Sunday, August 31, 2008
Saturday, August 30, 2008
"Do not say that money matters are hopeless, a firm resolution not to buy so much as a yard of ribband will soon effect wonders you are little aware of."
September 10, 1790
Friday, August 29, 2008
Jane was the Tory version of Georgiana and her fiercest rival. Indeed the two women were foils, Jane being an outspoken Scot with a competitive nature loved being a Tory hostess just as much as Georgiana enjoyed being a Whig one. But upon closer examination of this tart we find that the two women had a lot in common and if they weren't so similar they may have been the best of friends.
Jane Maxwell was the daughter of a typical poor, drunken baronet. While her father sold off his lands to pay his debt her mother educated her and her sisters in Edinburgh. When she was 14 Jane accidentally jammed a finger from her right hand in a carriage wheel and when it moved away it took her finger with it. From then on she usually wore gloves with a false wooden finger. By the time she was 16 she was so beautiful songs were being written in her honor. She had fallen in love with a young soldier but he went off to fight and was presumed dead so when the dashing 24 year old Duke of Gordon asked for her hand she said yes. It was on her honeymoon with the Duke that Jane received a letter from her lost love asking for her hand in marriage. She fainted upon reading it.
Their marriage quickly proved to be a loveless one. Jane's first son was born around the same time as a mistress gave birth to her husband's bastard. They were both named George, “My George and the Duke’s George.” The Duke continued to have affairs and Jane, never to be outdone, had some of her own, notably Henry Dundas, William Pitt's best friend. She threw lavish parties, never hid her Scottish brogue, and was known to proudly wear her tartan despite them being outlawed. Rock on, Jane. King George was said to have been a big fan of hers, which is probably why she got away with sporting the tartan.
As for politics, well, Jane fought dirty. During the 1780 election she even kidnapped a man and locked him in her cellar to secure the seat for a friend of hers. She hated the success and popularity of the parties Georgiana threw in celebration of the Whigs and attempted to create the Tory versions. Pitt, seeing the influence Georgiana had on the popularity of candidates, happily allowed Jane to throw parties in his honour in hopes of the same success. During the regency crisis she came close to usurping Georgiana as the prime social hostess and even looked like she would replace her as queen of the ton. Jane smugly invited Georgiana and Harriet to the House of Commons to listen to speeches after a Whig defeat and relished in their curt refusal. She had won this round. But unfortunately for her, no one can outdo the Duchess of Devonshire.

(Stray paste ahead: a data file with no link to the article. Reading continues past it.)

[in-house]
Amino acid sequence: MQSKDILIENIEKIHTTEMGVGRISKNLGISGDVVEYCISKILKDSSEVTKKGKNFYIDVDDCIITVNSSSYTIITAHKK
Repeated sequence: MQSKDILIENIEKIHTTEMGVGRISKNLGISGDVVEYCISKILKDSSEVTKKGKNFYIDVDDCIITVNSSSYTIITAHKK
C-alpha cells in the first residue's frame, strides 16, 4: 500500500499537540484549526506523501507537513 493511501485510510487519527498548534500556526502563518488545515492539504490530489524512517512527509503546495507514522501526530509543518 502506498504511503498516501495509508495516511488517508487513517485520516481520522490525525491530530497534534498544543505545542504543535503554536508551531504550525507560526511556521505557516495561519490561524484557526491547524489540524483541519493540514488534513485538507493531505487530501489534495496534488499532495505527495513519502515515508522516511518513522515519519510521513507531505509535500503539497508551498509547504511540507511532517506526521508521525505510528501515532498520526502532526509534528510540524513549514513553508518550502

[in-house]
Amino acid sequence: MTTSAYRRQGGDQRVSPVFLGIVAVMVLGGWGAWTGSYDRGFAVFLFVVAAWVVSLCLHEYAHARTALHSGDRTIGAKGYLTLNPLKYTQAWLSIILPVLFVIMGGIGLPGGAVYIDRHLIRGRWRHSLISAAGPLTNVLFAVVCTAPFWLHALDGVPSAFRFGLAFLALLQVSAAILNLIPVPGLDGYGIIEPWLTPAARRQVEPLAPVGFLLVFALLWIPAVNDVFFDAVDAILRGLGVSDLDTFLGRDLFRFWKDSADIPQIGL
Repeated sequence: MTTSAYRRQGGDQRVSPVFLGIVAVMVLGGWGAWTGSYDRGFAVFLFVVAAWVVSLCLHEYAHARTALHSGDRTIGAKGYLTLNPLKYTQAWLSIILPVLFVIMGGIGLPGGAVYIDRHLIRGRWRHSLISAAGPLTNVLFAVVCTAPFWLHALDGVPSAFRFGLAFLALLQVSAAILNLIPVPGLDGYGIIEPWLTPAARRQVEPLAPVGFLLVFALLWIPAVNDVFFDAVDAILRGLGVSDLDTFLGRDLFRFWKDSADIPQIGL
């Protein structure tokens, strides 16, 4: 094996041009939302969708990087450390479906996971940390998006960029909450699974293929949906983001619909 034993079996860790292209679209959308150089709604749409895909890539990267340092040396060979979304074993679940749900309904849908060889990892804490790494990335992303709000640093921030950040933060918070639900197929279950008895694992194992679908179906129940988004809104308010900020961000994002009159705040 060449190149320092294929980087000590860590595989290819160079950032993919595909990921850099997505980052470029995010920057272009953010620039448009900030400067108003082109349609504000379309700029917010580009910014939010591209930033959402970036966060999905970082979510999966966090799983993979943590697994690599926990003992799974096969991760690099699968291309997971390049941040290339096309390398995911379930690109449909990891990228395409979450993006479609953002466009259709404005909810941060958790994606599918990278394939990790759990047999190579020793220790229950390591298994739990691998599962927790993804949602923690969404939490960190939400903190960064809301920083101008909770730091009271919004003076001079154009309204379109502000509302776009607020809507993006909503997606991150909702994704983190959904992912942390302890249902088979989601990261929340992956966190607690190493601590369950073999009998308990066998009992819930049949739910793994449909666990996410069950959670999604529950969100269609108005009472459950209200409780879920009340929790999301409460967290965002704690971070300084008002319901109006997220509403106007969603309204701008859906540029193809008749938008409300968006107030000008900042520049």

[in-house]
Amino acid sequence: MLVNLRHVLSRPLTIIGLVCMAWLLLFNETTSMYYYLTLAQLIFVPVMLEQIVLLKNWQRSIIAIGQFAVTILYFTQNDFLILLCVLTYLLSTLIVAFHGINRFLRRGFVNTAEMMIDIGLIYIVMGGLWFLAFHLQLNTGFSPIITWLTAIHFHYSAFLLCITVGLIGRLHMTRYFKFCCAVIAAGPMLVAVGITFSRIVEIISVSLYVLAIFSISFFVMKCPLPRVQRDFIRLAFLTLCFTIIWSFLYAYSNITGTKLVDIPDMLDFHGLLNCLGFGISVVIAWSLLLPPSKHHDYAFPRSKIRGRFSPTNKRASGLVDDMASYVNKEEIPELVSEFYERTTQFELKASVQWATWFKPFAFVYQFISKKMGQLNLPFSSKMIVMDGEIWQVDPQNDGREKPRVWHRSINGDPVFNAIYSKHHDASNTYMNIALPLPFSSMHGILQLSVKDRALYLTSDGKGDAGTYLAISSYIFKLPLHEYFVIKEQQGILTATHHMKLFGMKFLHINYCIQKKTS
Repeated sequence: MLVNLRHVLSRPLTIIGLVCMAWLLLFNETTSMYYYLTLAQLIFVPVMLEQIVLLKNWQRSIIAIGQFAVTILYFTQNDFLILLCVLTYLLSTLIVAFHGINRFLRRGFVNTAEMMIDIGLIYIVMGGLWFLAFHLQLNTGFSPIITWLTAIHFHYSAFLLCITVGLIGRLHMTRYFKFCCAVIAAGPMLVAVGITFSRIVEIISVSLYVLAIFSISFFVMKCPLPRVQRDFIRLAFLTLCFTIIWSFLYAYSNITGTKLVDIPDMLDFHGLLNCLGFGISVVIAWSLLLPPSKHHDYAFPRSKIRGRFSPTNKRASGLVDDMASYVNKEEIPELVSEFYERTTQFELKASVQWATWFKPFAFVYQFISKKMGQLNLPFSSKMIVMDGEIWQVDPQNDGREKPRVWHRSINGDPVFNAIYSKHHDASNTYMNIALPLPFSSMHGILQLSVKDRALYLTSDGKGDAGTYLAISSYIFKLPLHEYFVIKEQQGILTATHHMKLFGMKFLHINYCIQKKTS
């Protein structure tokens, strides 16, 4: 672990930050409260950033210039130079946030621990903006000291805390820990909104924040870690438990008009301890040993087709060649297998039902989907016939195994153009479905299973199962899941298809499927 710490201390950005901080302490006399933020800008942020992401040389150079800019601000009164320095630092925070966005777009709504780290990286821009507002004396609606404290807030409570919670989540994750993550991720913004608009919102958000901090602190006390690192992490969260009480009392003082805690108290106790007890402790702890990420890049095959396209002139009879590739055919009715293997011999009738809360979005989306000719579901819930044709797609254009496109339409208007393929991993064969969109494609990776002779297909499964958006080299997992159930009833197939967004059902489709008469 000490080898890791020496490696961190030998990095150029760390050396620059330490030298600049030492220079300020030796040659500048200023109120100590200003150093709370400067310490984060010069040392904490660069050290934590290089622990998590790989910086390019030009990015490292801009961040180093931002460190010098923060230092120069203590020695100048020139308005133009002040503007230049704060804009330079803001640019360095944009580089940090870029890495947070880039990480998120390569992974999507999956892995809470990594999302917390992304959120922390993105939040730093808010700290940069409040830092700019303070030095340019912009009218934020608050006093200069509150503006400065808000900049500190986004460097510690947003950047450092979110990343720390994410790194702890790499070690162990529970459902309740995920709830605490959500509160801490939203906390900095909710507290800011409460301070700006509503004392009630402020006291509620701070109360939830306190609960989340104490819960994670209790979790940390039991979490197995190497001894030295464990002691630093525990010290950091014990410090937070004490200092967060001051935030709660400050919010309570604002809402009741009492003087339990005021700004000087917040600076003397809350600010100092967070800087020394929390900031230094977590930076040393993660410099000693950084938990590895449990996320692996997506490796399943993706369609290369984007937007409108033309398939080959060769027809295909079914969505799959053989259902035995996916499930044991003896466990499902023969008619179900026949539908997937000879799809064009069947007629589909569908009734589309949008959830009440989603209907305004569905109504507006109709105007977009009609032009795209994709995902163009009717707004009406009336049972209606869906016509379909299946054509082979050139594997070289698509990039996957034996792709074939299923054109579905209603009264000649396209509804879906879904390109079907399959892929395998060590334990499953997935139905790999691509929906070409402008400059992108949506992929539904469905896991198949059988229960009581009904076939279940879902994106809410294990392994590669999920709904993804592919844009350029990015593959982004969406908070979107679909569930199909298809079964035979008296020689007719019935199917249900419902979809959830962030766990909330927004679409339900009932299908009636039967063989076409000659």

Despite the unhappiness of her marriage, Jane loved her status as a duchess and became infamous for seeking the best marriages for her children. Of her five daughters she was able to marry three to dukes. She even took one of her daughters to Paris to try and secure her a marriage with Empress Josephine's son. She may have been a gold-digger for her children but she loved them dearly. Her letters about missing her eldest son, George are heart-wrenching. It is George who is painted with her in her portrait by Romney in the Scottish National Gallery.
After being separated from her husband for years the couple finally divorced in 1805. She spent the remainder of her lonely years fighting with him over receiving the full annuities he promised her. She died in London in 1812 and her body was laid to rest in her beloved Scotland.
Thursday, August 28, 2008
Wednesday, August 27, 2008
The room that has had the least alteration over the years at Chatsworth is the chapel. In this amazing example of baroque architecture Georgiana said her daily prayers to appease her mother. I'm sure the alter has witnessed many desperate prayers for sons. But what an amazing place to say your private prayers in! The walls are covered with cedars carvings and the brushwork of Louis Laguerre. The ceiling, like the one in the great hall, also contains a Laguerre mural. It shows Christ in Glory and is done in muted tones (compared with that of the hall) of brown which compliment the rich reddish tones of the cedar. The centerpiece of the room is the grand altar, carved out of Derbyshire Alabaster. The allegorical figures of Faith and Justice flank a painting of Doubting Thomas at the top of the altar. Exquisitely carved garlands and drapery is part of the sculpture decoration. For the best view of this magnificent stonework there is a cedar balcony on the opposite end of the room. The Cavendish family flag with the heads of three harts hangs on the balcony.